(592) Arceuthornis viscivorus bonapartei.
The Himalayan Missel-Thrush.
Turdus bonapartei Verr., Nouv. Arch. Mus. Paris, vi, Bull. p. 34 (1870) (Mupin). Turdus viscivorus Blanf. & Oates, ii, p. 148.
Vernacular names. None recorded.
Description. "Whole upper plumage pale greyish brown, with a very faint tinge of ochraceous, sometimes absent and nearly always rather more pronounced on the rump and upper tail-coverts ; tail brown, the leathers, unless abraded, narrowly edged with whitish and the outer tail-feathers tipped with white, this extending -well down the inner web; wings brown, the median and greater coverts and all the quills edged with sandy-white; lores and round the eyes sandy-white; ear-coverts brown streaked with sandy; lower plumage pale buff, the chin and the middle of the throat nearly white and spotless, the remainder boldly spotted with dark brown, the spots triangular on the upper breast and sides of the head and neck, round elsewhere. Axillaries and under wing-coverts white.
Colours of soft parts. Iris dark brown; bill above dark horny-brown, sometimes a little paler at the base, below yellowish at the base, dark brown on the terminal third; legs and feet pale yellowish brown, the claws darker.
Measurements. Total length about 300 mm.; wing 160 to 175 mm.; tail 110 to 125 mm.; tarsus 23 to 25 mm.; culmen about 22 to 24 mm.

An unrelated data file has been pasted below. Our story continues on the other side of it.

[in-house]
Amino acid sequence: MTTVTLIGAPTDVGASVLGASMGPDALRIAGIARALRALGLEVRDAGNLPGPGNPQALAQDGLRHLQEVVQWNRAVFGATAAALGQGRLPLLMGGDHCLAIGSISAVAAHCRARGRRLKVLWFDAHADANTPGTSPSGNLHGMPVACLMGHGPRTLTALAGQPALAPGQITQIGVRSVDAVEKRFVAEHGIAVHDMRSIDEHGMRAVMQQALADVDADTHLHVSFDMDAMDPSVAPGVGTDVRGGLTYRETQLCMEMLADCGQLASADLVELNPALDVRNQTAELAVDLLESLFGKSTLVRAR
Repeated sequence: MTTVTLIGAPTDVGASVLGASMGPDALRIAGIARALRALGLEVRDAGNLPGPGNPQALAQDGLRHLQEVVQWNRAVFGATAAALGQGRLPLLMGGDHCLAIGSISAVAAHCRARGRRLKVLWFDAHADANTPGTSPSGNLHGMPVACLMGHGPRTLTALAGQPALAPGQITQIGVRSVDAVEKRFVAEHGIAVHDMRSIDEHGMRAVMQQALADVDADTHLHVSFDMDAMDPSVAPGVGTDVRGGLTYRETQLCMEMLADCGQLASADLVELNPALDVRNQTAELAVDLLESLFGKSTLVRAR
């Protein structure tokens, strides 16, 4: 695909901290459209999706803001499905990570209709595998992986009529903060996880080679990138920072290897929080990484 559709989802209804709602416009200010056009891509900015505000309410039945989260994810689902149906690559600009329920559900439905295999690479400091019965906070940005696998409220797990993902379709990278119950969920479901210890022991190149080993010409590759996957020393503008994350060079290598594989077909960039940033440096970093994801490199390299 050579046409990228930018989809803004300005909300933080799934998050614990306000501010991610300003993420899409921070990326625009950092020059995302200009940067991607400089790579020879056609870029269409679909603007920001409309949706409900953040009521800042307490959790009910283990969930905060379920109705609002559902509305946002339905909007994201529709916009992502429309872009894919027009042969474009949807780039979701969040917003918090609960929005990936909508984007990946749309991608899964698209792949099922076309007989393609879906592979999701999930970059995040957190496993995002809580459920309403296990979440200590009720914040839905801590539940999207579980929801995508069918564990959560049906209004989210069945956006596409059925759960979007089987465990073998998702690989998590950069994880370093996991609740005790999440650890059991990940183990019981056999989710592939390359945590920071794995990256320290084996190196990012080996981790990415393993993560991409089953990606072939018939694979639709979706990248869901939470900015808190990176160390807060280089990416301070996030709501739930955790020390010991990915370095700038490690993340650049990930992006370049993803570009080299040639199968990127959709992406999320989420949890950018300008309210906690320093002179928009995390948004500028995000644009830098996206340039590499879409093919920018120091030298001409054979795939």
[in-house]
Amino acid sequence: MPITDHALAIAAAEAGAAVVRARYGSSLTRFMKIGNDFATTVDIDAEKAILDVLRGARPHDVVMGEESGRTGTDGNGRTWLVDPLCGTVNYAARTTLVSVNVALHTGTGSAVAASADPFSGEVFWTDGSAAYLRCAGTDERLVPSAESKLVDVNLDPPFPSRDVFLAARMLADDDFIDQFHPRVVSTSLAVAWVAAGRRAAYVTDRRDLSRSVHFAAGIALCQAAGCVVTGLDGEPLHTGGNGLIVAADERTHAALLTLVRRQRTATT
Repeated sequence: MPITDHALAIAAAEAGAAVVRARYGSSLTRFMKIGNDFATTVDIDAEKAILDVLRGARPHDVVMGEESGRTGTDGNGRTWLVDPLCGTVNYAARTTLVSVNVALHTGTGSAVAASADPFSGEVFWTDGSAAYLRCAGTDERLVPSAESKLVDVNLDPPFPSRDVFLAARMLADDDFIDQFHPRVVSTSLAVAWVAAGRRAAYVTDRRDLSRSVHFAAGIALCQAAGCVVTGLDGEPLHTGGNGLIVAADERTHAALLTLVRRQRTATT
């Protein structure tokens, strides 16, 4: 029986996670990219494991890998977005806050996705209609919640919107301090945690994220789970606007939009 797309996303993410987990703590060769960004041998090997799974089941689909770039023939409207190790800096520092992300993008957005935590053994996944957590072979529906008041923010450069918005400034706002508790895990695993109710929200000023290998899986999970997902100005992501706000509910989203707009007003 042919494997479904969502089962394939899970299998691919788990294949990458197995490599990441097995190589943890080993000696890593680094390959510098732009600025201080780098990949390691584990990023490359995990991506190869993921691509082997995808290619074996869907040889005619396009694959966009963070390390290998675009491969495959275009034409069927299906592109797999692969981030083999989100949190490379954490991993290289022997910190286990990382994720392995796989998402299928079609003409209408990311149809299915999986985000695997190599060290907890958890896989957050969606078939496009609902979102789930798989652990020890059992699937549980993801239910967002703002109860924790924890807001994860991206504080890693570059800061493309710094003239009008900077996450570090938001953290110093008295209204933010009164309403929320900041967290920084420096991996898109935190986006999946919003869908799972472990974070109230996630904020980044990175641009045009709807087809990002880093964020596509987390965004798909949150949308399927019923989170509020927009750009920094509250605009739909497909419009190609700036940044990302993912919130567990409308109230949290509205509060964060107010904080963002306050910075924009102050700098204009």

This form of Missel-Thrush differs from true A. v. viscivorus in being larger and much paler, especially above. The European Missel-Thrush is an almost rufous-brown above and the ochre is much more distinct.
The Young bird has the feathers of the upper parts tipped with black and with white centres, dull on the head, boldly marked elsewhere.
Distribution. From Transcaspia through Central Asia, South to the Himalayas as far East as Nepal and North-East as far as Lake Baikal.
Nidification. This Missel-Thrush breeds throughout its range in May and June and commonly in the Western Himalayas from Chitral to Gurhwal between 6,000 to 10,000 feet but not often below 8,000 feet. The nest is made of leaves, grass, bracken and fern-fronds, and is lined with mud and an inner lining of roots and grass. It is a big, heavy affair some 8 or 10 inches in diameter and is placed on trees generally some 4 to 10 feet from the ground. The eggs are just like those of the Common Missel-Thrush and fifty eggs average 31.3 x 22.4 mm.: maxima 34.0x23.0 and 30.0 x 23.6 mm.; minima 27.4 x 21.4 and 28.5 x 20.7 mm.
Habits. The Himalayan Missel-Thrush is not migratory and even in Winter is never found very low down in the hills and never wanders into the Plains. Its habits are those of its European cousin, rather shy yet haunting groves and orchards in the vicinity of buildings as well as wilder country. It is a fine songster, though it also has many harsh call-notes. Its food consists of insects of all kinds, and snails, slugs, worms and berries.